Deutsche Bank "no going back to BlackBerry" after iPhone, iPad trial

Blackberry next to an iPhone 4

Following a pilot of iPhone and iPad, Deutsche Bank's Chris Whitmore says there is no going back to BlackBerry:

The result "was a fantastic experience as it was easier/faster to access data (touch UI) than on the Blackberry. It was also great to only have to carry one device for personal and corporate email access."

They're using Good for messaging so users complain about the lack of background email receipt, and they do miss the BlackBerry notification light but the positives "far outweigh these issues".

Apple reported over 80% of Fortune 100 were piloting or deploying iPad, an unheard of adoption rate for new technology.

For any of you in enterprise, is iOS an option yet?

[Finextra via 9to5mac]

Have something to say about this story? Share your comments below! Need help with something else? Submit your question!

Rene Ritchie

Editor-in-Chief of iMore, co-host of Iterate, Debug, Review, Vector, and MacBreak Weekly podcasts. Cook, grappler, photon wrangler. Follow him on Twitter and Google+.

More Posts

 

0
loading...
0
loading...
0
loading...
0
loading...

← Previously

Verizon confirms $30 unlimited iPhone data plan -- for now

Next up →

Daily Tip: Bookmarking websites to your iPhone, iPad home screen [Beginner]

Reader comments

Deutsche Bank "no going back to BlackBerry" after iPhone, iPad trial

35 Comments

We are testing Good and iPhones currently and the results are mixed.. User are not yet 100% comfortable on leaving their Blackberries yet.

I work for a law firm and it looks like we will be testing Good soon as it really is the best and most secure option for these devices. We have been BES only for some time and I welcome the change. I've been working on opening up our system to new devices for a year now.

This sound more like a criticism of "Good for Enterprise" than the iPhone. The iPhone supports Exchange, but they have chose to use Good instead.

Rene, did you consider how iPhone adoption in the corporate environment demonstrates the nexus of one's personal life and work life? It's interesting to me how the article cites the ease of use in terms of accessing one's personal and work email from a single device. To my mind, this highlights how people are generally transitioning to the "always on, always working" mode.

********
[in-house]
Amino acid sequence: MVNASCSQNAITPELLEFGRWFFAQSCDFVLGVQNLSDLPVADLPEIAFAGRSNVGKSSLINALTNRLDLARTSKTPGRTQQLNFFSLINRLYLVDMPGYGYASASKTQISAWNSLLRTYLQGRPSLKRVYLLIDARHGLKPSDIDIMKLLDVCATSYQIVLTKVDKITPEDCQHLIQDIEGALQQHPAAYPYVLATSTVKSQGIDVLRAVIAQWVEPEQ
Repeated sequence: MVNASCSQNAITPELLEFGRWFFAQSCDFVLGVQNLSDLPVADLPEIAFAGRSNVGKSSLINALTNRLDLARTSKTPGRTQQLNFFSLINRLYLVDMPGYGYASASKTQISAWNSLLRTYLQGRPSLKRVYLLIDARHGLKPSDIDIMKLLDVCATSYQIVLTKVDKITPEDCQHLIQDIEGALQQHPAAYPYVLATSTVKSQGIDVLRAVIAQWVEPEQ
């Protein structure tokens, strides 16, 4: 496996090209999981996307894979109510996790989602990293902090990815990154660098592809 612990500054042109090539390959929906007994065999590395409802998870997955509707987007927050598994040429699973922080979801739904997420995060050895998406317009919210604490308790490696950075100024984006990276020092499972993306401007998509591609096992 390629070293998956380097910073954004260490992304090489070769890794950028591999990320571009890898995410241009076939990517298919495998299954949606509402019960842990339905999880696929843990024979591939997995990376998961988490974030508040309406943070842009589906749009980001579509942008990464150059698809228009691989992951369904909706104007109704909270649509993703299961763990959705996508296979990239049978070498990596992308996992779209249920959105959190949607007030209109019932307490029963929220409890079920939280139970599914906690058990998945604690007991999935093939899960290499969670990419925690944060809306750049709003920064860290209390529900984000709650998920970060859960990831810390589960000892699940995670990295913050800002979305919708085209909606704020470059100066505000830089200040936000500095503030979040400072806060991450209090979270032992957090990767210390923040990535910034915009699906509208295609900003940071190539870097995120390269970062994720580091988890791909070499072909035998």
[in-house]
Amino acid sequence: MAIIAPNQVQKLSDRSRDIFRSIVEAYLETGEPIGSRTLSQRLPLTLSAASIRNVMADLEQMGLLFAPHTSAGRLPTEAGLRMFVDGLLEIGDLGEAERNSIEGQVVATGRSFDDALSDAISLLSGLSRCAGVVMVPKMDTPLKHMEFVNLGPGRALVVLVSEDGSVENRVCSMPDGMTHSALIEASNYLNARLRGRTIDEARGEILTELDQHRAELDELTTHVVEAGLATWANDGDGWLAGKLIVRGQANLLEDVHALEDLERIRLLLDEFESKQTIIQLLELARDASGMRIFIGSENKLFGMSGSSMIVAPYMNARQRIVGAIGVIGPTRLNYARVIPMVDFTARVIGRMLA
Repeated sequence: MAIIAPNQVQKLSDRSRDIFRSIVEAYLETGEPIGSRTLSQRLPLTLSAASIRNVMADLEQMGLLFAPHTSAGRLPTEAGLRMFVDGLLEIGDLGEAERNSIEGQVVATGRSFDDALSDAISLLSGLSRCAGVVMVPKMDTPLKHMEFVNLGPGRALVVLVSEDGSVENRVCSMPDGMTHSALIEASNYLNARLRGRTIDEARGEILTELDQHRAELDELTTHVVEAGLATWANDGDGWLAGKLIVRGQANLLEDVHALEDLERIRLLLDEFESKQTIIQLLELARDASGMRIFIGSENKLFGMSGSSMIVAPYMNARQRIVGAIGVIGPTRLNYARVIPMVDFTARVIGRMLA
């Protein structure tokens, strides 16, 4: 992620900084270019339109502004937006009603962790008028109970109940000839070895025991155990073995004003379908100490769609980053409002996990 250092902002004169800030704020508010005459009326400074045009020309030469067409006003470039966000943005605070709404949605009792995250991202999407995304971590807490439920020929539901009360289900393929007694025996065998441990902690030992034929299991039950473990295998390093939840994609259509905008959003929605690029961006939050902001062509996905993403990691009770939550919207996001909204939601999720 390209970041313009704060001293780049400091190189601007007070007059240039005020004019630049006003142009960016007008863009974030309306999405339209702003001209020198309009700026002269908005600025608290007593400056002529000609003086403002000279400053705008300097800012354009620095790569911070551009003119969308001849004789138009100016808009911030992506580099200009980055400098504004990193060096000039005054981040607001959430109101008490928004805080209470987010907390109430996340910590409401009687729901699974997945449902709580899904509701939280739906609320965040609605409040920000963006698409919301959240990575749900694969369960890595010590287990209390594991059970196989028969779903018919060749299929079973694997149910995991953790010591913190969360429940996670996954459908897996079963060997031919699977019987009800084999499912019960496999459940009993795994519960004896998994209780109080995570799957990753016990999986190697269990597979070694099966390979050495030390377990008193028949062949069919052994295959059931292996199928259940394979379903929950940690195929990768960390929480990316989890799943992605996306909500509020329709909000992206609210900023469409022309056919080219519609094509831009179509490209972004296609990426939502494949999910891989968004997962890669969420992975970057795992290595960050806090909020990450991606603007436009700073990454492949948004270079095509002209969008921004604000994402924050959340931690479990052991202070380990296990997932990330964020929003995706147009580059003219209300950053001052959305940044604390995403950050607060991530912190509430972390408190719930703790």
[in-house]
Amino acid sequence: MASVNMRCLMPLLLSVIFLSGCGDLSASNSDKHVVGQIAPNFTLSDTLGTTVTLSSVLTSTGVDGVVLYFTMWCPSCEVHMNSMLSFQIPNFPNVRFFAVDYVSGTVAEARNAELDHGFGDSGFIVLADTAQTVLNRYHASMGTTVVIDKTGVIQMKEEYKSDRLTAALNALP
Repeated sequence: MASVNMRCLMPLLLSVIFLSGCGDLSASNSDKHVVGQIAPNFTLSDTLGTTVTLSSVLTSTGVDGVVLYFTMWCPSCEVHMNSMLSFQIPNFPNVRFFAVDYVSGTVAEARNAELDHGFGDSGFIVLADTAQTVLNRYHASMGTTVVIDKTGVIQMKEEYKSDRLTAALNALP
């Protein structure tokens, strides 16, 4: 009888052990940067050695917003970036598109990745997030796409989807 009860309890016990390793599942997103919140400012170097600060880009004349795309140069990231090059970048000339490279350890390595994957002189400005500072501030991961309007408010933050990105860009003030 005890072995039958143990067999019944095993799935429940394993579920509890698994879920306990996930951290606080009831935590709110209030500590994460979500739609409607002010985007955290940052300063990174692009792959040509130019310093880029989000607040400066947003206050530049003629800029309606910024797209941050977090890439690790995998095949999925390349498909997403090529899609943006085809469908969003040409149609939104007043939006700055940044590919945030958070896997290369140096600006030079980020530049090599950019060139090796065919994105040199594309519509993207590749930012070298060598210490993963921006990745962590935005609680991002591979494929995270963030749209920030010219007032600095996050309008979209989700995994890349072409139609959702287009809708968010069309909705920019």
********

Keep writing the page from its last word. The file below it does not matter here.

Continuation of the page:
Oh a more practical note, I can't believe that Apple hasn't deployed a corporate sync client. To have to install iTunes in an enterprise environment solely to deploy iPhones and iPads is pretty ridiculous.

Re: "It’s interesting to me how the article cites the ease of use in terms of accessing one’s personal and work email from a single device."
It was interesting to me, too, but for a different reason.
Accessing both types of email from a single device has been possible for a very long time - on Blackberries and other manufacture's devices.
Maybe I just need to follow the link (which I assume exists and leads) to the original article, but I don't see what exactly made iPhones stand out. The touch interface comment left me more baffled. If anything, I could see the tablet form factor being compelling in a business setting, among others, but there are many phone options...and have been for some time.

Why would the touch interface comment be baffling? If you've ever viewed email and attachments on both blackberry and iPhone it's very apparent that the experience is superior on the iPhone due to the touch interface. You can scroll faster, zoom in and out and the email renders better on the iPhone screen. For the comment of installing iTunes being ridiculous, you have to install bes with blackberry so I don't see the problem.

As I understand it, most employees are discouraged from accessing personal email from corporate devices for two reasons: 1) doing so on Windows, at least, can lead to system-crippling vulnerabilities (downloading viruses by mistake, etc), and 2) when you're using a company device you're supposed to be doing company work. The way this article speaks of the duality of the iPhone as a home-work device, it seems to suggest that the traditional spheres - as I understand them - are being actively blurred by the enterprise sector.

I agree. In any regulated industry in the US, it is strictly forbidden, as it should be. Not just for the possible vulnerabilities to the devices, but due to the possibility of access to corporate and customer data.
Regarding installing BES vs iTunes...BES is a server side installation. If I am not mistaken iTunes would have to be on each user's PC. I could be wrong though...has Apple come out with an Enterprise ready configuration utility?

I'm not surprised, the Blackberry data service is absolute garbage, it's slower than dial-up.

would be interested to hear from any IT folks as to why Good was chosen over native Exchange support. is it more secure? is it easier to manage/deploy from an IT perspective? is it cheaper? conversely, would be interested to hear from any IT folks from companies that have tried the iPhone with Exchange. were people satisfied? more so than with their blackberry devices?